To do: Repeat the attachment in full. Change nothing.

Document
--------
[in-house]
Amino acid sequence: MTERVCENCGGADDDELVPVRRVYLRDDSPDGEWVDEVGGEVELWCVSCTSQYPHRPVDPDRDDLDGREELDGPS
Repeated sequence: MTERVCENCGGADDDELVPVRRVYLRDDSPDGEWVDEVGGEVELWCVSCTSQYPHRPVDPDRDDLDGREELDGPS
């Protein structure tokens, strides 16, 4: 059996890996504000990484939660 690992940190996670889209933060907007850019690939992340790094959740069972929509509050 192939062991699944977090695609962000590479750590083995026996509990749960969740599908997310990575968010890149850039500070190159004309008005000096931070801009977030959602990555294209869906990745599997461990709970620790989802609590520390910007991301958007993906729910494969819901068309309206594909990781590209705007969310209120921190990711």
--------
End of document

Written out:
[in-house]
Amino acid sequence: MTERVCENCGGADDDELVPVRRVYLRDDSPDGEWVDEVGGEVELWCVSCTSQYPHRPVDPDRDDLDGREELDGPS
Repeated sequence: MTERVCENCGGADDDELVPVRRVYLRDDSPDGEWVDEVGGEVELWCVSCTSQYPHRPVDPDRDDLDGREELDGPS
């Protein structure tokens, strides 16, 4: 059996890996504000990484939660 690992940190996670889209933060907007850019690939992340790094959740069972929509509050 192939062991699944977090695609962000590479750590083995026996509990749960969740599908997310990575968010890149850039500070190159004309008005000096931070801009977030959602990555294209869906990745599997461990709970620790989802609590520390910007991301958007993906729910494969819901068309309206594909990781590209705007969310209120921190990711």